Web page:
A few weeks ago I remember reading an article on the Social Media Today website. It was a PR case study about Miley Cyrus and her behaviour in the run up to her album launch. Admire or detest her raunchy, foam-fingered escapade on stage with Robin Thicke at the VMAs a few months ago, the girl knows what she’s doing. Her antics generated more than 300,000 tweets per minute, and she’s currently the first person to simultaneously have a number one single and a number one album in the British music chart this year. However, it’s not just Twitter that goes bonkers for Cyrus, the video for her latest single Wrecking Ball racked up an impressive 15m views in 24 hours – breaking another record.
On the opposite side of the spectrum, X Factor winner James Arthur has generated a whole load of social media noise for all of the wrong reasons. Last week the star became embroiled in a string of Twitter rants that led to his departure from the social networking site, with his account now run by his management.
#LOVE to my fans but I’m coming off twitter for good. HQ will be doing all my tweets from now on. PEACE!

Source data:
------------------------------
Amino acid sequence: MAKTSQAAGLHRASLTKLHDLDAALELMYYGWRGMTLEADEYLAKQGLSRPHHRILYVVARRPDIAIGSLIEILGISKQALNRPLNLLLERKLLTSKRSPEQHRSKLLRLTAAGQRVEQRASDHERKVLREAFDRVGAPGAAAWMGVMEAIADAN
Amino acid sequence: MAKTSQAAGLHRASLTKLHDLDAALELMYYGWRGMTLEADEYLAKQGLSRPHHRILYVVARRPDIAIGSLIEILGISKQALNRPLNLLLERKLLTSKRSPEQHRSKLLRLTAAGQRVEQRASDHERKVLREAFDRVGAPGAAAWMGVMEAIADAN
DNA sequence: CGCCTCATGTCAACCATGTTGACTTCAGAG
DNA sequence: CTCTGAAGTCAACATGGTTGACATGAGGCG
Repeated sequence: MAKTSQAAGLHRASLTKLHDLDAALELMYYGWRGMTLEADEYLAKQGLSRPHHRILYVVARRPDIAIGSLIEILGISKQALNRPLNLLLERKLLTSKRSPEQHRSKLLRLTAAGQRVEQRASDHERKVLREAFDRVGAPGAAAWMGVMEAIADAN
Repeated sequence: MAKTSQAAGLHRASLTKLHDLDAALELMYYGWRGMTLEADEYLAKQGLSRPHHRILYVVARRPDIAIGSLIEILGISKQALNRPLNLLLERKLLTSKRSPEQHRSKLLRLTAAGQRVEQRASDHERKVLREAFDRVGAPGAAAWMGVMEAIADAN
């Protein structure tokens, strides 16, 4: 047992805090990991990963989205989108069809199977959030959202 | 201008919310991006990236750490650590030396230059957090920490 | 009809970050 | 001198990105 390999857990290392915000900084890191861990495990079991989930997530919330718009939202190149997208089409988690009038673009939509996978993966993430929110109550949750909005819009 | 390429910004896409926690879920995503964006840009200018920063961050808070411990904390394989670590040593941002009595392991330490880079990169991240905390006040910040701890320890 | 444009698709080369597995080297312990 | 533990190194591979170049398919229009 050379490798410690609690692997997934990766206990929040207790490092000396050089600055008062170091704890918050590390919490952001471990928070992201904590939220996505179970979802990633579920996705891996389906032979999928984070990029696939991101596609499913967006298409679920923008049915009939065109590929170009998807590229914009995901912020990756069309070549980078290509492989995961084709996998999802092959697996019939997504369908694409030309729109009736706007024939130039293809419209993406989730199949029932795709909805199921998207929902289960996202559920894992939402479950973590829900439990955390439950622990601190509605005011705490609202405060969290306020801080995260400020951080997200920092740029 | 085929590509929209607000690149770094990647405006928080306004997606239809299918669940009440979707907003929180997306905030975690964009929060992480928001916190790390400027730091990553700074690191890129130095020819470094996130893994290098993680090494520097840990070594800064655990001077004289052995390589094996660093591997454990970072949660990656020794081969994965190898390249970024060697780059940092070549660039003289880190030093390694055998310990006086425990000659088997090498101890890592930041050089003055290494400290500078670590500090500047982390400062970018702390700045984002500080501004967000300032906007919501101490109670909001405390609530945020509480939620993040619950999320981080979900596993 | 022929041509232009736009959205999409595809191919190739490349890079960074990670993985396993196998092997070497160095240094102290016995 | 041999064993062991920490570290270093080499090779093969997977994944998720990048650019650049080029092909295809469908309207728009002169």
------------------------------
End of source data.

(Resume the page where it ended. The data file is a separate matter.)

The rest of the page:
— James Arthur (@JamesArthur23) November 16, 2013
It all began when Arthur received a barrage of criticism after he used the word ‘queer’ in a rap battle, which quickly spread online after being picked up by Gay Star News, who suggested the track ‘outraged young fans’. Soon after this, celebrities such as Matt Lucas and Frankie Boyle directed their anger towards the singer on Twitter, which is when things really started to go down hill.
The comedown continued when tabloid papers such as the Mirror, the Star and the Daily Mail start reporting on the ‘homophobic slur’, causing Arthur to issue a long apology on Twitter. But it all seemed a bit too little too late, forcing the star to leave Twitter for good.
The result? His behaviour seems to be having a detrimental effect on his longevity as an artist with fans requesting a refund for his album. Which culminated after fellow X Factor contestant Lucy Spraggan, published a bitter text exchange between the pair. Arthur’s debut album was at the number two position in the iTunes chart last week, and at the time of publishing, the album has fallen to number 29.
Even though James Arthur appears to be on a one-man mission to completely destroy his own career, there may be light at the end of the tunnel. His album sales may have plummeted, but his followers on Twitter have increased by more than 4,000. Now that his account is (hopefully) in the hands of his management, we can only hope that his PR team come up with some impressive damage limitation.